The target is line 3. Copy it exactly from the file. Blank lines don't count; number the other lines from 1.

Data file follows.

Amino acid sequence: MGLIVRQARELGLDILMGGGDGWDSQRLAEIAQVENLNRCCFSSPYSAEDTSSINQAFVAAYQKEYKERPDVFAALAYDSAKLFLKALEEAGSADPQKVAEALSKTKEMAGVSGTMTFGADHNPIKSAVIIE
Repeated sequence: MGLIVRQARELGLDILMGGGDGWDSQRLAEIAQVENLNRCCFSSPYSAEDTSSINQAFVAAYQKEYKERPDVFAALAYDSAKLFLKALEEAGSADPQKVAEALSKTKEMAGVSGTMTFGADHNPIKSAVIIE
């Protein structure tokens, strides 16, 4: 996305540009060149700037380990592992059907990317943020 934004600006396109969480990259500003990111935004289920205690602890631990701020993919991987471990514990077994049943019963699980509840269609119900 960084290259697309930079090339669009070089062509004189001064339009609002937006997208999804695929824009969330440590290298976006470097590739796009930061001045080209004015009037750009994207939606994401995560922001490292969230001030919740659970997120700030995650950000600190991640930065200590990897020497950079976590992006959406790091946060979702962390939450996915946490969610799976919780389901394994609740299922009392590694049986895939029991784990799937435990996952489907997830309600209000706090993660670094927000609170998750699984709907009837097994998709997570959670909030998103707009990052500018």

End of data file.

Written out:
């Protein structure tokens, strides 16, 4: 996305540009060149700037380990592992059907990317943020 934004600006396109969480990259500003990111935004289920205690602890631990701020993919991987471990514990077994049943019963699980509840269609119900 960084290259697309930079090339669009070089062509004189001064339009609002937006997208999804695929824009969330440590290298976006470097590739796009930061001045080209004015009037750009994207939606994401995560922001490292969230001030919740659970997120700030995650950000600190991640930065200590990897020497950079976590992006959406790091946060979702962390939450996915946490969610799976919780389901394994609740299922009392590694049986895939029991784990799937435990996952489907997830309600209000706090993660670094927000609170998750699984709907009837097994998709997570959670909030998103707009990052500018």